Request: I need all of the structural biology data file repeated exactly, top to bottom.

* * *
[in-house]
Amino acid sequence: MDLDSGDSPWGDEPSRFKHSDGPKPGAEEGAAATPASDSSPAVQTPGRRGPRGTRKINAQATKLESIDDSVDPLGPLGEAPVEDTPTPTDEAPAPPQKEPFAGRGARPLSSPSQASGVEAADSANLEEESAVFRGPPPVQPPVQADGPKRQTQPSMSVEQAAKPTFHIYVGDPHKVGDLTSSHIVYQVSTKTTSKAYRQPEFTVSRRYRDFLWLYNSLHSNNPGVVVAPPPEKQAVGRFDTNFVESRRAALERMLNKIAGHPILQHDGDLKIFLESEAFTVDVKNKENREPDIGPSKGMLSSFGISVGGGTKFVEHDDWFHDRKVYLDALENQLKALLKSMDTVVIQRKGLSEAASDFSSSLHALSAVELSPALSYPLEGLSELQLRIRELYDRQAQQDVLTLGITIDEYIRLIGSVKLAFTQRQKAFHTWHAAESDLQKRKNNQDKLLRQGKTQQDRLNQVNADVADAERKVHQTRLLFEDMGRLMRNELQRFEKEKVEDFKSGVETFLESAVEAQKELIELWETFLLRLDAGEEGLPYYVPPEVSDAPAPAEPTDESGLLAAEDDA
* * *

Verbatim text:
[in-house]
Amino acid sequence: MDLDSGDSPWGDEPSRFKHSDGPKPGAEEGAAATPASDSSPAVQTPGRRGPRGTRKINAQATKLESIDDSVDPLGPLGEAPVEDTPTPTDEAPAPPQKEPFAGRGARPLSSPSQASGVEAADSANLEEESAVFRGPPPVQPPVQADGPKRQTQPSMSVEQAAKPTFHIYVGDPHKVGDLTSSHIVYQVSTKTTSKAYRQPEFTVSRRYRDFLWLYNSLHSNNPGVVVAPPPEKQAVGRFDTNFVESRRAALERMLNKIAGHPILQHDGDLKIFLESEAFTVDVKNKENREPDIGPSKGMLSSFGISVGGGTKFVEHDDWFHDRKVYLDALENQLKALLKSMDTVVIQRKGLSEAASDFSSSLHALSAVELSPALSYPLEGLSELQLRIRELYDRQAQQDVLTLGITIDEYIRLIGSVKLAFTQRQKAFHTWHAAESDLQKRKNNQDKLLRQGKTQQDRLNQVNADVADAERKVHQTRLLFEDMGRLMRNELQRFEKEKVEDFKSGVETFLESAVEAQKELIELWETFLLRLDAGEEGLPYYVPPEVSDAPAPAEPTDESGLLAAEDDA